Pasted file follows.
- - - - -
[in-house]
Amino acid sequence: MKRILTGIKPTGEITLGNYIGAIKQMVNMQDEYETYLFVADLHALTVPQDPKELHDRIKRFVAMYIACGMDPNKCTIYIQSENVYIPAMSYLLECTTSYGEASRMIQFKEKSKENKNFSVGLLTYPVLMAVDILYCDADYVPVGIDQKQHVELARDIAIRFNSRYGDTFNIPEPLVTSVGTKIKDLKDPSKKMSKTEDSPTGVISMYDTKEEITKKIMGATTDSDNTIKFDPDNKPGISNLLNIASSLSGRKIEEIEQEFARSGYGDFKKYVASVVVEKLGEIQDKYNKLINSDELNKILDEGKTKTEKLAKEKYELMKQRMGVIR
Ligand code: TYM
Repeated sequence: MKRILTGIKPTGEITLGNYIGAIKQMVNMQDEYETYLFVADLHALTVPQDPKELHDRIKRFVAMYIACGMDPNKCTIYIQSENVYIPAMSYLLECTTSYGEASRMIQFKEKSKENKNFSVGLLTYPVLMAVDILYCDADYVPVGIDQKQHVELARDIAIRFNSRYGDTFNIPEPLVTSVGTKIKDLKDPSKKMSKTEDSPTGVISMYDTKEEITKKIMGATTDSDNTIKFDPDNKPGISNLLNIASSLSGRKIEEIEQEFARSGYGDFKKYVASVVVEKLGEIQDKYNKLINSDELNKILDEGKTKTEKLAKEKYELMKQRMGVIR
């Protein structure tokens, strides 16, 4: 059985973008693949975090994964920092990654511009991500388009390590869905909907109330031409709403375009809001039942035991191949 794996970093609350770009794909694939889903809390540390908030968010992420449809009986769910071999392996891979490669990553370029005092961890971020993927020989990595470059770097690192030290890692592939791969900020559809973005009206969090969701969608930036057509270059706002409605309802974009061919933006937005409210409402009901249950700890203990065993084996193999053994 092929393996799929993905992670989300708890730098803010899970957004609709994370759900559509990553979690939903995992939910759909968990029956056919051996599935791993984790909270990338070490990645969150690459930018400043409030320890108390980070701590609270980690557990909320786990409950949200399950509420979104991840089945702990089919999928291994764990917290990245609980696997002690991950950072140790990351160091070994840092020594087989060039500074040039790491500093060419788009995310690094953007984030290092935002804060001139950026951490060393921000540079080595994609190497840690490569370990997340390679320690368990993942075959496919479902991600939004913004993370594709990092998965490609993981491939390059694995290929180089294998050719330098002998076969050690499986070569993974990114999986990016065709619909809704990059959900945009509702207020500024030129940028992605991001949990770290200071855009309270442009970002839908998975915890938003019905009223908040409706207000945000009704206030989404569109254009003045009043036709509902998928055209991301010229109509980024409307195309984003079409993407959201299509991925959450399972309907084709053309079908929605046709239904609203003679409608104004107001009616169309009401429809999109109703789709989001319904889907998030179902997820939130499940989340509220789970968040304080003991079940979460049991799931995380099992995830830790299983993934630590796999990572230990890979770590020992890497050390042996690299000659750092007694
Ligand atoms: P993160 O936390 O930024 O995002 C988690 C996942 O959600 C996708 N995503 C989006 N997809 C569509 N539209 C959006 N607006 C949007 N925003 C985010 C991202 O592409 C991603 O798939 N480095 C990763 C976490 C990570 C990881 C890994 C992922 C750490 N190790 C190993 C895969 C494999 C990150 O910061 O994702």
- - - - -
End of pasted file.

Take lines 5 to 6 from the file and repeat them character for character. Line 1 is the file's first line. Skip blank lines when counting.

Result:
């Protein structure tokens, strides 16, 4: 059985973008693949975090994964920092990654511009991500388009390590869905909907109330031409709403375009809001039942035991191949 794996970093609350770009794909694939889903809390540390908030968010992420449809009986769910071999392996891979490669990553370029005092961890971020993927020989990595470059770097690192030290890692592939791969900020559809973005009206969090969701969608930036057509270059706002409605309802974009061919933006937005409210409402009901249950700890203990065993084996193999053994 092929393996799929993905992670989300708890730098803010899970957004609709994370759900559509990553979690939903995992939910759909968990029956056919051996599935791993984790909270990338070490990645969150690459930018400043409030320890108390980070701590609270980690557990909320786990409950949200399950509420979104991840089945702990089919999928291994764990917290990245609980696997002690991950950072140790990351160091070994840092020594087989060039500074040039790491500093060419788009995310690094953007984030290092935002804060001139950026951490060393921000540079080595994609190497840690490569370990997340390679320690368990993942075959496919479902991600939004913004993370594709990092998965490609993981491939390059694995290929180089294998050719330098002998076969050690499986070569993974990114999986990016065709619909809704990059959900945009509702207020500024030129940028992605991001949990770290200071855009309270442009970002839908998975915890938003019905009223908040409706207000945000009704206030989404569109254009003045009043036709509902998928055209991301010229109509980024409307195309984003079409993407959201299509991925959450399972309907084709053309079908929605046709239904609203003679409608104004107001009616169309009401429809999109109703789709989001319904889907998030179902997820939130499940989340509220789970968040304080003991079940979460049991799931995380099992995830830790299983993934630590796999990572230990890979770590020992890497050390042996690299000659750092007694
Ligand atoms: P993160 O936390 O930024 O995002 C988690 C996942 O959600 C996708 N995503 C989006 N997809 C569509 N539209 C959006 N607006 C949007 N925003 C985010 C991202 O592409 C991603 O798939 N480095 C990763 C976490 C990570 C990881 C890994 C992922 C750490 N190790 C190993 C895969 C494999 C990150 O910061 O994702």